How do educational leaders in small, fragile, and developing countries translate their understandings of student learning and achievement into leadership practices? A case-study about leadership in Haïtian urban schools
Doctor of Philosophy
Dr. Marianne A. LARSEN
Haïti is unique in many respects; full of contradictions and paradoxes. While beautiful in many regards, it is fraught with issues: political, economic, societal, environmental, cultural, health-related, and educational. The latter stands out, however, as education affects the quality of the country’s human capital, determining the quality of life of its citizens. Therefore, having competent people in leadership positions is critical especially within schools where they can impact students’ learning, development, and achievement (SL/A).
Aiming to describe the state of educational leadership in Haïtian schools to inform policy-makers of the lived-experiences of educational leaders (ELs), the objectives of this study are to map out EL’s understanding of leadership and SL/A, their roles and responsibilities, and make sense of their strategies/supports, challenges/constraints. The argument I made is that, while ELs in Haïtian schools share similar ideas about SL/A, the ways in which they translate their understandings/interpretations into leadership practices vary depending on the various contexts or fields within which they work.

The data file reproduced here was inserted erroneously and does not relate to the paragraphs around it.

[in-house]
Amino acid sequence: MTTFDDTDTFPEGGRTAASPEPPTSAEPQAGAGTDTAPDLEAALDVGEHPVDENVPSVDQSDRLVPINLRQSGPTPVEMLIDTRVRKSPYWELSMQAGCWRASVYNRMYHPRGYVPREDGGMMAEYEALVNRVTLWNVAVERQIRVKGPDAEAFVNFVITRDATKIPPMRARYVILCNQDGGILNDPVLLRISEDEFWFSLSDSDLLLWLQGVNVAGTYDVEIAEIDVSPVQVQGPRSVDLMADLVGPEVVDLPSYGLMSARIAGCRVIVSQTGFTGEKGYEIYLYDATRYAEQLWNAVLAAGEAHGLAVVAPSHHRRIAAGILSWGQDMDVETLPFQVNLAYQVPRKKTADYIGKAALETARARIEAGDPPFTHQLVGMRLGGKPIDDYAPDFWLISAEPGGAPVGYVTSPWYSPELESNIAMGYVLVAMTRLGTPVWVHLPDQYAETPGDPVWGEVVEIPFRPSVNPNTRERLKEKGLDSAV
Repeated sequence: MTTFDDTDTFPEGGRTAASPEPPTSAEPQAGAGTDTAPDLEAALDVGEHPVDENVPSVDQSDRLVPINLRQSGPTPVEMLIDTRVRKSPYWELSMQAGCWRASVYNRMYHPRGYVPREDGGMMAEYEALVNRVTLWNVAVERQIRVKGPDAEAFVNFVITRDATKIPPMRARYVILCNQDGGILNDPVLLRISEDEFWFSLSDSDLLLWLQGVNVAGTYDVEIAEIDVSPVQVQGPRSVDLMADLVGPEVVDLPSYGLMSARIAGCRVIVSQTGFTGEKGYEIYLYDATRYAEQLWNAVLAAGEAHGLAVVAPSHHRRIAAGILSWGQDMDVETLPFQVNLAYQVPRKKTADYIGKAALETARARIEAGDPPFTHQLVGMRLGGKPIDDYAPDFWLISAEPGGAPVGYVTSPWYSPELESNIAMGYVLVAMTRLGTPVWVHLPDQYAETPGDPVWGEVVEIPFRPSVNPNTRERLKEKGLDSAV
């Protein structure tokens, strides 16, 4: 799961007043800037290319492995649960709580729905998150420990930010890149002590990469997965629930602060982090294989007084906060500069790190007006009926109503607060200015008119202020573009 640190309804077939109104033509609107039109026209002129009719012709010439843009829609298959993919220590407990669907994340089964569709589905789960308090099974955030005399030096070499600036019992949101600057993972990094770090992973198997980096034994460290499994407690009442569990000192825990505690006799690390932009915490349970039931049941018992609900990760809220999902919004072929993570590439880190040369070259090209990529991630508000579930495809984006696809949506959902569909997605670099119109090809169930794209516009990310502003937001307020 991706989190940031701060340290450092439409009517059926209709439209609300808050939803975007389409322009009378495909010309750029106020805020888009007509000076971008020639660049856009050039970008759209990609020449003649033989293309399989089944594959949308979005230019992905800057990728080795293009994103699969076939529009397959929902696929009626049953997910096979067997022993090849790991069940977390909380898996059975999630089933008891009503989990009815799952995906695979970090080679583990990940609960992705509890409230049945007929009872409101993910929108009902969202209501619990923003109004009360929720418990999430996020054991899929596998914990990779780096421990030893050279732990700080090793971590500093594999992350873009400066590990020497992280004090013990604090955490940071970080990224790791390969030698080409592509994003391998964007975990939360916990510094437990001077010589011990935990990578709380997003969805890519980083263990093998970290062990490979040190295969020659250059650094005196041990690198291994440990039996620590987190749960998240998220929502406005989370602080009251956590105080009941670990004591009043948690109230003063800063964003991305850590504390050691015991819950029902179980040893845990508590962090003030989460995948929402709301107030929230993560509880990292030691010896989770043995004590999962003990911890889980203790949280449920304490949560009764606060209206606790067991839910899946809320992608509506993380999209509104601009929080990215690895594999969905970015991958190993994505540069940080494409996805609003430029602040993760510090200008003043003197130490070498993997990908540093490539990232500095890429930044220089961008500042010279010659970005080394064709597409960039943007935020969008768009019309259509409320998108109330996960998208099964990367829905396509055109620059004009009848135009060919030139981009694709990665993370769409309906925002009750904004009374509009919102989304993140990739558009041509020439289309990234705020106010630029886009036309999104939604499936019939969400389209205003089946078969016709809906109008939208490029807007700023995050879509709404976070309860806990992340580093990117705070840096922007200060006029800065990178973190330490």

A theoretical Bourdieuian Educational Leadership (for) Practice Framework was created drawing on Bourdieu’s thinking tools (field, habitus, capital, strategy/practice) that work relationally within a broader critical policy framework.
This qualitative case-study used semi-structured interviews, non-participative observations, field notes, and document analysis as data collection instruments. Thirty ELs from 28 schools (religious, private, public) in Port-au-Prince took part in the study.
Findings revealed that ELs’ strategies/practices were based on their philosophy/values, and perceptions of leadership and SL/A. They identify various aspects: culture, administration, human resources, students, teachers, parents/communities, materials/infrastructure, and finances. Paradoxically, these same categories also represent challenges/constraints. Furthermore, policy contexts affected ELs’ leadership practices.
Embracing many leadership approaches, Haïtian educational leadership has developed a school leadership practice based on a leadership habitus and forms of capital, shared among ELs within the field, yet specific to each leader and school field.
This study permitted Haïtian school leaders to reflect on their practices and commitment to improving them. Most importantly, it gave them a voice, allowing them to transfer the breadth of knowledge accumulated over time; thus, adding to the scholarly literature about educational leadership in small, fragile, developing countries like Haïti.
Verret, Carolyne Pierre Marie, "How do educational leaders in small, fragile, and developing countries translate their understandings of student learning and achievement into leadership practices? A case-study about leadership in Haïtian urban schools" (2017). Electronic Thesis and Dissertation Repository. 4867.
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